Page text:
Valve now requires developers to post real screenshots on game pages
The typical situation “before” and “after” the release of the
Situation “Waiting for Vs Reality” has become so mundane for gamers around the world that there is simply no strength to be surprised. Marketers of various gaming studios, as if at a competition, are being refined in turn in ways to palm off potential buyers of their games with better quality information than they really are. First of all, this applies to demos and screenshots from games posted in preview mode on the project pages in the Steam game store.
Perhaps this game of “guess, I have a screenshot or drawing” would have continued for a very long time, if not for the situation with the highly anticipated title No Man's Sky. The failure of Hello Games and information about the deliberate misrepresentation of players flew around the world at least twice. For the first time- during the release of the game, and in the second , when the NMS developer was accused of unfair advertising and the British advertising standards agency was involved in the proceedings.
It’s clear that the situation with mass returns of NMS and an increase in the general level of suspicion for projects, confidence in tomorrow Valve did not add and revenue was not increased. And the Steam owner company took the step that had long been expected from it - it began to demand real information about the final product.
At the same time, Valve stipulates that screenshots of the real end product, and not any other versions, should be placed in the store. That is, a screenshot, albeit at maximum settings, should correspond to what a person sees when starting their purchase.
This is due to the fact that many developers are cunning from time to time, showing at exhibitions "pre-release gameplay" with photorealistic graphics, which, most likely, is spinning on some kind of monstrous server with a whole sandwich from GTX 1080 on board. In the release version, the graphic part is “cut” in order for the game to run on as many computers as possible. Of course, everything is discreetly silent about the "cutback" of everything.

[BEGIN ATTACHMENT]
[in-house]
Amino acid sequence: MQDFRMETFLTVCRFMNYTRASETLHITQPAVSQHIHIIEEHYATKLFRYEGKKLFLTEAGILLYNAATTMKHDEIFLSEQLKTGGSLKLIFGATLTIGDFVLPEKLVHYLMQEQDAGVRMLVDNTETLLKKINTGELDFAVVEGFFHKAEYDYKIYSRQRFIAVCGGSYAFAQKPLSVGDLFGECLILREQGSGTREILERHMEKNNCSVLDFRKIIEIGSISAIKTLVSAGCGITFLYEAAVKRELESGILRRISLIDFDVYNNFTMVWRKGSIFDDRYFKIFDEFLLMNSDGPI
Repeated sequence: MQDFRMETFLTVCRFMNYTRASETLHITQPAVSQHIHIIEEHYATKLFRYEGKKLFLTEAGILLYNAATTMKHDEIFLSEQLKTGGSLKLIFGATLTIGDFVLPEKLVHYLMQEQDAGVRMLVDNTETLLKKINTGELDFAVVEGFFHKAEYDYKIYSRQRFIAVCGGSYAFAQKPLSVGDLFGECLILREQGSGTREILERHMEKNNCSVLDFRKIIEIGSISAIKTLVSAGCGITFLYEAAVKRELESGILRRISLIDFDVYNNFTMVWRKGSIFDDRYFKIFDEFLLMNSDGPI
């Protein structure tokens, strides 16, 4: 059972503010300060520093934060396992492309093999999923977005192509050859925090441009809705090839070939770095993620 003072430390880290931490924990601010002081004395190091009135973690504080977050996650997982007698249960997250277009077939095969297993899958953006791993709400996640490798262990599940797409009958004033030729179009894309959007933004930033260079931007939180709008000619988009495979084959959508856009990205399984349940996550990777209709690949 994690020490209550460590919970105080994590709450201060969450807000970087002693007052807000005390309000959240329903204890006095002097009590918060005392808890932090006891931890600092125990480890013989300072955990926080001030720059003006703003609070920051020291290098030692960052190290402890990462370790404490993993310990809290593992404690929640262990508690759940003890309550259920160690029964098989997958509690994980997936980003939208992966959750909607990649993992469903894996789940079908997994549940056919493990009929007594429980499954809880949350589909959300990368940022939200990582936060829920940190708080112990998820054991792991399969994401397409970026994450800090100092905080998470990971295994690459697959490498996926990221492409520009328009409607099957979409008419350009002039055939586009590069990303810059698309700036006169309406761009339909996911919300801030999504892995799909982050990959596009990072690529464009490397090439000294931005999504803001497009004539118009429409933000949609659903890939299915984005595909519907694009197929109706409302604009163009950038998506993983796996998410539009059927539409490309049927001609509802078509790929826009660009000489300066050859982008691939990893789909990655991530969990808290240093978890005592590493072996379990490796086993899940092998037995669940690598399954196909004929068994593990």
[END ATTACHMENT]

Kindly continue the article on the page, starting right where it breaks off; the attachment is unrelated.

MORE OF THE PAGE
Of course, by such a step, Gabe Newell’s company primarily cares about its own reputation, but this requirement also increases the transparency of advertising campaigns conducted by developers. Valve reinforces his words with action. The free MOBA Dota 2 page, developed by Valve, has been redesigned. If previously there was a significant part of the art that did not match the gameplay, now real game screenshots are loaded on the game’s page on Steam.
“Before, we didn’t have super-clear principles for the posted screenshots, so we would like to take this opportunity to clarify some of the rules of this space,” writes Alden Kroll, Valve UI Designer. "Using a storefront of screenshots in a store for other images that are not screenshots can make it difficult for customers to understand what the product really is and what they are looking at."
Of course, the innovation does not yet oblige all developers to update existing game pages, but the position of Valve can help in the future to avoid situations with mass returns, as is the case with No Man's Sky. Valve also explicitly encourages developers to take care of their own reputation and stop misleading customers about the quality of the picture in the game.